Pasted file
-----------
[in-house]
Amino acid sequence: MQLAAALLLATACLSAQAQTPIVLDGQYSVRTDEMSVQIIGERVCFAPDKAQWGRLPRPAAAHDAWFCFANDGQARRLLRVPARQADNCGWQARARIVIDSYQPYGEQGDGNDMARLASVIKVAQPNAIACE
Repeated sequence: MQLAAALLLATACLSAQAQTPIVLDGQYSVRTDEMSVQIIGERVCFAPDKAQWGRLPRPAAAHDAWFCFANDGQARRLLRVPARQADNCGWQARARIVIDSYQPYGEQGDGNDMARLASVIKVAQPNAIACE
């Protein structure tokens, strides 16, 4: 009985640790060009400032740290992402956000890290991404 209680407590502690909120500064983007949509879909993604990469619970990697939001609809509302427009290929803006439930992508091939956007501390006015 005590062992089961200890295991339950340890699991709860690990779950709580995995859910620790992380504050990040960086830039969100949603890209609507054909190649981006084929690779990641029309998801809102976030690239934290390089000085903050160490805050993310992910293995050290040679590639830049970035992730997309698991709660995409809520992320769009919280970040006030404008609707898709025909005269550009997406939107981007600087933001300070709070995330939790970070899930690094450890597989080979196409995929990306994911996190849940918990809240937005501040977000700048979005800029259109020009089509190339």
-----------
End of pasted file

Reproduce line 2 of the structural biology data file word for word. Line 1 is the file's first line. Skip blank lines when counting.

Amino acid sequence: MQLAAALLLATACLSAQAQTPIVLDGQYSVRTDEMSVQIIGERVCFAPDKAQWGRLPRPAAAHDAWFCFANDGQARRLLRVPARQADNCGWQARARIVIDSYQPYGEQGDGNDMARLASVIKVAQPNAIACE